Few fruits can awaken such pleasant and profound feelings in the soul as mulberries. Perhaps it is their perishability, which makes them available only in certain places and at certain times of the year, or perhaps it is their so sweet and aromatic taste. The mulberry brings back memories of ancient times, when fruit was an experience linked mainly to the countryside, to nature.
MULBERRIES, AN ANCIENT FRUIT
Teresa Diomede, an agricultural entrepreneur who is very attentive to traditions, passionate about her land and the fruits of her countryside in the fertile land of Rutigliano (Bari), told us about it from her personal experience. Agriculture is her job but also her passion and Teresa demonstrates this in this interview she granted to Italian Berry.
Where did your passion for mulberries come from?
On all the land my family owned, Dad planted fruit trees and olive trees so that in addition to growing table grapes useful for the family's livelihood and economy, he also had fruit for the home table.
Repeated fruit trees on each plot because we were already thinking of a future division between us children and that each of us could, in the future, enjoy our own production of cherries, prickly pears, prickly pears, peaches and even mulberries.
In the division that took place many years ago, my part of the company is the one with the most trees still alive, planted by our father.
Which trees do you have left among those planted by your father?
I had to remove many of the cherries because they impeded the new technique of planting table vines. I cut down the olive trees because they had fallen ill and I suddenly lost the majestic fig tree that had grown near one of the farm's artesian wells.
At this time of year, in addition to a rare variety of small peaches called 'della Maddalena', which are fragrant but very delicate, the cherry trees of the now extinct Montefurio variety and the two majestic white and red mulberry trees, the latter being particularly rare, ripen.
Your mulberries ripen at precisely this time.
Yes, and although they are often both neglected by pruning and watering, every year they give us an exceptional load of fruit, but we often fail to harvest them all because the strong wind, rain and heat damage the delicate berries, causing them to fall from the tree.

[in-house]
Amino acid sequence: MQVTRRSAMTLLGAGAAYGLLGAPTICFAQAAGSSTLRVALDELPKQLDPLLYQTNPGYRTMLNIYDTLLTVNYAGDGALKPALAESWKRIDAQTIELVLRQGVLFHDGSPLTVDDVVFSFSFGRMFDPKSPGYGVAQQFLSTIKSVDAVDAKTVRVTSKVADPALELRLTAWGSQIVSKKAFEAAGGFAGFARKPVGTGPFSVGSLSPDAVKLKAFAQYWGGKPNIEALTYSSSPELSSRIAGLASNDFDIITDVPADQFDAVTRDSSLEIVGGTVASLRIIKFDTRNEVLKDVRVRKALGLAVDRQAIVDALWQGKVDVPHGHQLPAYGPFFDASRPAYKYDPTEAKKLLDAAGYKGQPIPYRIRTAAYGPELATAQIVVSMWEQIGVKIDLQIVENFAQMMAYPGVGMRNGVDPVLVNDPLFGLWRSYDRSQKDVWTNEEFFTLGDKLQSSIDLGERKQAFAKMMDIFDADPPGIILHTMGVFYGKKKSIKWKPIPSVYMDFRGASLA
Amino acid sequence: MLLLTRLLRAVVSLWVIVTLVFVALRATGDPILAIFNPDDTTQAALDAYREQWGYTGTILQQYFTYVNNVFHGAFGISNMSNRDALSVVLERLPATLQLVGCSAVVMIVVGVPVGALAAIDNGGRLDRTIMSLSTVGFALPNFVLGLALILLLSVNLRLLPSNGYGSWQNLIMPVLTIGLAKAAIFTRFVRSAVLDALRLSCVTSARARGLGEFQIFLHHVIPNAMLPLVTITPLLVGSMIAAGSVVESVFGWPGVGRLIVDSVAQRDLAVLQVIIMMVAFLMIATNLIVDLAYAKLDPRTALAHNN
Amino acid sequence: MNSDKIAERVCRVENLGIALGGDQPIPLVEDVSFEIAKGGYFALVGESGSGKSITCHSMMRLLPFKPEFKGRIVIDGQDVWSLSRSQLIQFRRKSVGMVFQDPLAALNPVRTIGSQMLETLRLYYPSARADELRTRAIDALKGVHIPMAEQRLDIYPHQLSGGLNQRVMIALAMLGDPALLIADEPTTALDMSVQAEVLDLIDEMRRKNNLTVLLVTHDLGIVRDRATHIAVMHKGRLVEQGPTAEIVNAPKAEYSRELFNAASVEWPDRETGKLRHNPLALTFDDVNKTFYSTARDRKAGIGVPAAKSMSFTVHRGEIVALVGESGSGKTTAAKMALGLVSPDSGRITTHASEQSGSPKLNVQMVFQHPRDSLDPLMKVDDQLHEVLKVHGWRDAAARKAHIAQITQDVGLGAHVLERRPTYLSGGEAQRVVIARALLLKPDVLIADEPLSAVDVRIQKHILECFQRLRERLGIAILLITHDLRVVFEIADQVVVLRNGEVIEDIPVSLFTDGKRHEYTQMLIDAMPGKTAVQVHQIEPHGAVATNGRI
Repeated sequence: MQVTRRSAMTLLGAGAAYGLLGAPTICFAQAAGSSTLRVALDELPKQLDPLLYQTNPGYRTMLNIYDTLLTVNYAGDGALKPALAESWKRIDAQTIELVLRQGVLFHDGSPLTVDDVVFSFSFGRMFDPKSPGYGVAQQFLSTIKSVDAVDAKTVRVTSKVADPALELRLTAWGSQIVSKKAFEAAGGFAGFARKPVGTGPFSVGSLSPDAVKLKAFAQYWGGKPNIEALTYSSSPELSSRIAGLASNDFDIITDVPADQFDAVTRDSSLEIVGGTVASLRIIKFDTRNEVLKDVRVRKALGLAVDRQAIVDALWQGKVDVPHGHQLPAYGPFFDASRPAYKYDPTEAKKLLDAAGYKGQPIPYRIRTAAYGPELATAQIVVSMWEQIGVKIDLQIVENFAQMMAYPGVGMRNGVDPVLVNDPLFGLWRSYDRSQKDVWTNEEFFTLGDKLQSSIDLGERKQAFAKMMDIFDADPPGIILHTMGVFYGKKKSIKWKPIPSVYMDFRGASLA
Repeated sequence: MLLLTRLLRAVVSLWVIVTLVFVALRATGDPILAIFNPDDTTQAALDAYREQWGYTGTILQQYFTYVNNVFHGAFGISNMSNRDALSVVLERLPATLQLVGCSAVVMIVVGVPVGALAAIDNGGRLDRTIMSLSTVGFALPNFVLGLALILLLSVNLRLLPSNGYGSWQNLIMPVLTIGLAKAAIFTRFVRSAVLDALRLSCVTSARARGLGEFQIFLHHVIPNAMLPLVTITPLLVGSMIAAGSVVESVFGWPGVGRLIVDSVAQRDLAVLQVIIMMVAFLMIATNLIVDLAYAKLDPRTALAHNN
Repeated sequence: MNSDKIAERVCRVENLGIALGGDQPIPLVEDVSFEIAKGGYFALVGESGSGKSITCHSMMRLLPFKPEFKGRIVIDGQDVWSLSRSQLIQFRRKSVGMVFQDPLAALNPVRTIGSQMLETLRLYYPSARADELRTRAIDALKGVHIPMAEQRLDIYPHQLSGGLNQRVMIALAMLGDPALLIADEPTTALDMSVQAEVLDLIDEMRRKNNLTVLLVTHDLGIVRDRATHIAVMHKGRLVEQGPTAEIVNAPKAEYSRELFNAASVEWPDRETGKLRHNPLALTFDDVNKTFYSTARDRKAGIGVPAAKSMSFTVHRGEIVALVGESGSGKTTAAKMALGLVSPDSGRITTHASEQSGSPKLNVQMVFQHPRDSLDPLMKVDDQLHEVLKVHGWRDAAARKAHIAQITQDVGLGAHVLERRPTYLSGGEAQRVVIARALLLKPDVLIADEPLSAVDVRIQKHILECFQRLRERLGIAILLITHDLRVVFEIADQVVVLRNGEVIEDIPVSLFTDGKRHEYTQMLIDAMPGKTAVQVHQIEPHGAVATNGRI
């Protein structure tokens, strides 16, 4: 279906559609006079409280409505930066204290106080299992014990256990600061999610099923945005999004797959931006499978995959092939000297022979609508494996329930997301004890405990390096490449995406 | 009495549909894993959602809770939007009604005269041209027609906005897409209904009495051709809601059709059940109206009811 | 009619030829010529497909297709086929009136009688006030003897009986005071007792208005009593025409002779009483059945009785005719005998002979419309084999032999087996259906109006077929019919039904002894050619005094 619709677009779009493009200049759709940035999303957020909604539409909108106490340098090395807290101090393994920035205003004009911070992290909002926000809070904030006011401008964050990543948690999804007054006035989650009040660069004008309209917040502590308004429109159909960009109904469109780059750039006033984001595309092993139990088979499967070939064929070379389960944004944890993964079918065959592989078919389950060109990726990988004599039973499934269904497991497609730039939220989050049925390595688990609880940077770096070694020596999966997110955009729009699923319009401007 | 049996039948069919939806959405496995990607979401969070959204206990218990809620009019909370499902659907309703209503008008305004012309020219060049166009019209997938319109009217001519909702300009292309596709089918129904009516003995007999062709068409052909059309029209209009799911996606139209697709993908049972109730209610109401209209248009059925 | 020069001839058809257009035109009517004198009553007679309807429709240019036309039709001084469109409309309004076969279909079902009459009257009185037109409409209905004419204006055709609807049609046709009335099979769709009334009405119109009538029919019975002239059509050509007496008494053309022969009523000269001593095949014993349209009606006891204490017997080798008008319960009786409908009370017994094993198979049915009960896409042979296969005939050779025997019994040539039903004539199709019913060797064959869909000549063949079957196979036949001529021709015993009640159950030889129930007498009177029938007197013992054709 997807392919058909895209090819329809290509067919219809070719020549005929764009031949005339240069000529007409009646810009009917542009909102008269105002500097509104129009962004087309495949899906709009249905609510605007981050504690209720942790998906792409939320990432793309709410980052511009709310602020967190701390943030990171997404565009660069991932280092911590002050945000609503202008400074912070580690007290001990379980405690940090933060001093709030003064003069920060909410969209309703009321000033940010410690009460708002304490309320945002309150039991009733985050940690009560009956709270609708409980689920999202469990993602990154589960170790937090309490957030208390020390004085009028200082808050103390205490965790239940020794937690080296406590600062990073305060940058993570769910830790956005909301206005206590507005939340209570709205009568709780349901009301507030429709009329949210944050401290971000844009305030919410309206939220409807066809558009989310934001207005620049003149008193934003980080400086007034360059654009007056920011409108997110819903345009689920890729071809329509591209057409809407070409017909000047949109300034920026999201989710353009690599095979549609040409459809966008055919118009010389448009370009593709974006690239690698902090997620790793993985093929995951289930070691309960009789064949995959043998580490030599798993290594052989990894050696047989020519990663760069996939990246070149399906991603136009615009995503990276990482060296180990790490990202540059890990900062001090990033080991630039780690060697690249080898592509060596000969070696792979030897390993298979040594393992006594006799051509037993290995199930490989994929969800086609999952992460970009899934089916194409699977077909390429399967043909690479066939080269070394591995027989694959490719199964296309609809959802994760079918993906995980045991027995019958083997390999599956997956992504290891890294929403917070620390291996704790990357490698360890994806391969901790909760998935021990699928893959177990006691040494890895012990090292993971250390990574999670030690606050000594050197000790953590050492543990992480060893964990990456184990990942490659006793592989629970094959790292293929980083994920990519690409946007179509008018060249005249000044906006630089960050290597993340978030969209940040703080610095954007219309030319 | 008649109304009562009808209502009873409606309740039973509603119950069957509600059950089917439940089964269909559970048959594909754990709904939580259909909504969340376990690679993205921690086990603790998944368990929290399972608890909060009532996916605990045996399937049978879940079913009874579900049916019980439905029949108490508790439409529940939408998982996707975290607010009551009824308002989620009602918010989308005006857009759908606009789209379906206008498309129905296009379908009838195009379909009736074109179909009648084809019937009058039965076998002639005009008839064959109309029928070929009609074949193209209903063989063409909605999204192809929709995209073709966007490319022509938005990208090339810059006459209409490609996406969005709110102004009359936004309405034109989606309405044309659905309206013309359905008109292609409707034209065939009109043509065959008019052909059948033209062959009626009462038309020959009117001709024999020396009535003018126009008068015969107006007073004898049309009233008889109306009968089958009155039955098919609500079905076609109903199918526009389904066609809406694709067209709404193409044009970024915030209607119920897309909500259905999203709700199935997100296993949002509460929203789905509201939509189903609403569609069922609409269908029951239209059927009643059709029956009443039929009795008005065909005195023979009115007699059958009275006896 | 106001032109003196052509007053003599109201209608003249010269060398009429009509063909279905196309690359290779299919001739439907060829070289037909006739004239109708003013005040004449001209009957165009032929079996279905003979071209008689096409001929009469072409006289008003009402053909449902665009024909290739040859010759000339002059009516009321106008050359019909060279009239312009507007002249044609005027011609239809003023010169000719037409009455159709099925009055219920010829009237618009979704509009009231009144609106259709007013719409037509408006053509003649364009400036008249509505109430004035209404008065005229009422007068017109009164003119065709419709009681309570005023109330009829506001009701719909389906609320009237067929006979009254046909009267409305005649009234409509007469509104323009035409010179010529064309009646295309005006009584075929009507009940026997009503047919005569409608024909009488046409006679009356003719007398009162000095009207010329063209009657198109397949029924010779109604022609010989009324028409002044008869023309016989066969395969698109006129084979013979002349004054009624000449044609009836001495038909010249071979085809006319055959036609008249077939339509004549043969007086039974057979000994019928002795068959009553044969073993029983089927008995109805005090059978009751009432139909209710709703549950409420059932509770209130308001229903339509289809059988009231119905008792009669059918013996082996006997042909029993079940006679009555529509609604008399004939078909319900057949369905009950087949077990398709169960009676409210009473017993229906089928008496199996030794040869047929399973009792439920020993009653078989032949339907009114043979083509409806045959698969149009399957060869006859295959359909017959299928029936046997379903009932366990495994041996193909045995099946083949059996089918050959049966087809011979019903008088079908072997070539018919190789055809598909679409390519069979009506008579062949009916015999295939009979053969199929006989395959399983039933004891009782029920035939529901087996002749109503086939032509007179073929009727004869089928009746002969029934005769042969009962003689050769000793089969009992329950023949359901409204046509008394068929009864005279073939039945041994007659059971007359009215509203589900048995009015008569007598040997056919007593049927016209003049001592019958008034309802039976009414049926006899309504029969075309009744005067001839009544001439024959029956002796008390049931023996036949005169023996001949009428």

I have sometimes tried putting a net underneath it, as is customary for olives, but because of the delicacy of the mulberry tree, the fruit just does not last long once it is detached from the tree.
As soon as they are ripe, they must be consumed, how do you harvest them?
I dye my hands every time I go to eat them like this, directly from under the tree which, because of the huge foliage, also keeps me cool especially on these sunny days.
Sweet and luscious, I sometimes harvest them using an ancient technique, that of shaking the branches of the tree with an umbrella open upside down to receive the fruit. A technique that has now been copied for a few decades for harvesting olives, obviously with an umbrella and shaker large enough to encompass the entire foliage.
How do you recommend consuming mulberries?
Everyone likes mulberries, nice and fresh from the fridge, even if they are not consumed in large quantities because of the sweetness they are made of, there is always the fear that they may be fattening or harmful to those with diabetes problems.
My favourite mulberry is the red one. Dad used to eat a lot of them, even eating them with a spoon like a fruit salad.
Of all the trees Dad planted for the family, mulberries are the ones I particularly cherish because of the sensory memories that eating them awakens in me.